In the movie The Edge, Alec Baldwin and Anthony Hopkins are stranded in the Alaskan wilderness with only their wits to guide them. A man-eating bear is stalking them. Baldwin is paralyzed with fear: "We can't kill the bear, Charles. He's ahead of us all the time..." But Hopkins responds to him cooly, "You want to die out here, huh? Well, then die. I'll tell you what: I'm not going to die. No sir. I'm not going to die. I'm going to kill the bear." This is a pivotal point for the men and the movie, but it has implications for neurology and learning challenges as well.
Day-by-day, we are discovering amazing new regenerative capacities of the brain. A lot of what we thought were lost causes are no longer ones. Instead, it seems for many things- if you find a way to face up to it, you can conquer it. Here children with a hemiparesis (weak side) from cerebral palsy were found to enjoy major improvements if they were treated by constraint-induced therapy. By restraining the good arm, the children were forced to use their weak arms even more - and ultimately this resulted in greater benefits and demonstrable reorganizations of brains. Brain training was beneficial even up to 8 years after birth, and even longer studies have been done following brain injury in adults. For more about the rehabilitative potential of stroke patients, look here and here.
Another recent "kill the bear"-approach to a neurological challenge comes from McGill University. Researchers trying to help elderly patients with fears of falling instructed them not only in how to walk better and balance, but...they taught them tango! These study subjects were men and women aged 68 to 91 who had had falls in the previous year. Half were randomized to walking, and the other half to tango. What was the result? Tango dancers beat out walkers with better balance, posture, and motor coordination. They were better a multi-tasking, and more wanted to continue in the program, too.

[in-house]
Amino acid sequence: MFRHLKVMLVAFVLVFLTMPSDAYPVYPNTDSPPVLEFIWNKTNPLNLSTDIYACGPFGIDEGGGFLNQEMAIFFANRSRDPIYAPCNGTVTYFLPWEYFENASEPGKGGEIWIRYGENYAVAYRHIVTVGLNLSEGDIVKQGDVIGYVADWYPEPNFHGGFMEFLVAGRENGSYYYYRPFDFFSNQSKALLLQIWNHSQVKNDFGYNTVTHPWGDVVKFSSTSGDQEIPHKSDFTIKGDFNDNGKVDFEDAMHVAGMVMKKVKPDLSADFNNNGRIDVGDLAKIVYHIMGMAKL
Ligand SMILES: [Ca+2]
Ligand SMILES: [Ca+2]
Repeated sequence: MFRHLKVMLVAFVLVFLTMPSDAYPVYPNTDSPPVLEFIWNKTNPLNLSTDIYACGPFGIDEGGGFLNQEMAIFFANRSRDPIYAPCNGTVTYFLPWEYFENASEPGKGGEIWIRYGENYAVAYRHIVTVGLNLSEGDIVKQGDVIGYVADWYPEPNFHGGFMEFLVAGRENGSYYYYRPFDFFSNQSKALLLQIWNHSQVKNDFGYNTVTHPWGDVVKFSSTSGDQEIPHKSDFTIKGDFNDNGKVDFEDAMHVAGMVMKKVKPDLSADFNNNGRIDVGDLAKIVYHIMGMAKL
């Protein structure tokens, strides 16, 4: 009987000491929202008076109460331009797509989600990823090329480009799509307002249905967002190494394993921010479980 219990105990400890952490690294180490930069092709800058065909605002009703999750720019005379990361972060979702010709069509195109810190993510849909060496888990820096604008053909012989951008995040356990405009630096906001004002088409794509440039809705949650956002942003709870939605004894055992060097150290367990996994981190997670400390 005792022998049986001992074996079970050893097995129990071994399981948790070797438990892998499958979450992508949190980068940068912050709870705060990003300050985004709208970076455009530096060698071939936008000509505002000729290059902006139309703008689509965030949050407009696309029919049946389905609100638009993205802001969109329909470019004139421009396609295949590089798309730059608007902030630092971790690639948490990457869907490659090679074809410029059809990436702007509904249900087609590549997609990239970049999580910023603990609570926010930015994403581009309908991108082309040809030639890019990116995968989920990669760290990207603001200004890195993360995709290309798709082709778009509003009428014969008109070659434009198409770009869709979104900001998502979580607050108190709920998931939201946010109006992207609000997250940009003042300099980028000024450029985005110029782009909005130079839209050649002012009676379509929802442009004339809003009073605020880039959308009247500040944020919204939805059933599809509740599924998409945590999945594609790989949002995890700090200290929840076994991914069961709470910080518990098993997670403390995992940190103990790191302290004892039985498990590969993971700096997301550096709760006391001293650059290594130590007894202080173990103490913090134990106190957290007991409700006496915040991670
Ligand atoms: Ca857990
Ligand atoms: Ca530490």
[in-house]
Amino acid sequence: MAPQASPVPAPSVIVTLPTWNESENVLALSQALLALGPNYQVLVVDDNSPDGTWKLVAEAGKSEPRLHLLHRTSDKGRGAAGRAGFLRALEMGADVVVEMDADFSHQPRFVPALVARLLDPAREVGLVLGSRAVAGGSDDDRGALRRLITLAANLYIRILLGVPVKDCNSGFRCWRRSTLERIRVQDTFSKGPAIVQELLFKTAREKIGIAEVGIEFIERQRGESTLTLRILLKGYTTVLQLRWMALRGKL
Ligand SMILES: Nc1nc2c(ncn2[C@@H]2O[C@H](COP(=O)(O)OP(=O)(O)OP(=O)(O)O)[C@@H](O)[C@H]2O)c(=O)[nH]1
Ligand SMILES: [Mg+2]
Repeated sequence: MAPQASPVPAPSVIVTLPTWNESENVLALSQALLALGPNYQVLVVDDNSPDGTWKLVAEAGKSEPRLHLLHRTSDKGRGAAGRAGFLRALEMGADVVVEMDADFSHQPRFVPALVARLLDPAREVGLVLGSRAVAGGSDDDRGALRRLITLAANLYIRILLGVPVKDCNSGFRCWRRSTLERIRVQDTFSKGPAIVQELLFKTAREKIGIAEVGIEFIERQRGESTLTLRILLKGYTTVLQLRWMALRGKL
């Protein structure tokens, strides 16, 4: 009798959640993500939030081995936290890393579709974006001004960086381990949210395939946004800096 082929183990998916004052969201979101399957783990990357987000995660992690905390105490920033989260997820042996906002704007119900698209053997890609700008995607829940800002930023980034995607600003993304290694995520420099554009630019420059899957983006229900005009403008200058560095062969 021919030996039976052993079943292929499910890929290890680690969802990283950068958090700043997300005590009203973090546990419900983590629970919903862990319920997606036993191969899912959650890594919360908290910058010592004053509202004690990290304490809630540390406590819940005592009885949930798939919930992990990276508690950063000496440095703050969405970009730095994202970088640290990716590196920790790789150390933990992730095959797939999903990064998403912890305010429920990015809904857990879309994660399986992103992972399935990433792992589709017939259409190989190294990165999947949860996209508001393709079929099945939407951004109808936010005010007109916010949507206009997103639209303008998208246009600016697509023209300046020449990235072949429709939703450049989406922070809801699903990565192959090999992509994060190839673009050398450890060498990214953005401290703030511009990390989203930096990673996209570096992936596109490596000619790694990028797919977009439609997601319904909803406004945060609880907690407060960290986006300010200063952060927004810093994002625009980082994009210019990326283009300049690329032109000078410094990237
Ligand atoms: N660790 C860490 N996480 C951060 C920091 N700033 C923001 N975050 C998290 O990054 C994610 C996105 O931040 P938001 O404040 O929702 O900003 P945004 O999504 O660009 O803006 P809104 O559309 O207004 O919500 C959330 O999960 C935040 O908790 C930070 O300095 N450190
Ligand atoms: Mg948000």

Any lesson here for children? Well, it's a good idea to remember that the brain really can reorganize and recover. Sometimes it may be best for the kids to ultimately meet their bear. It's not the right time if a child is feeling defeated, exhausted, or depressed. But if a child has reached a good point in her life and schooling - she understand her differences as well as her personal strengths, then it would be best in the long view of things to find some way of incrementally working on weaknesses. Because chances are, these challenges will improve over time, and she will rewire her brain.
USATODAY.com - Doing the tango keeps the brain in step, too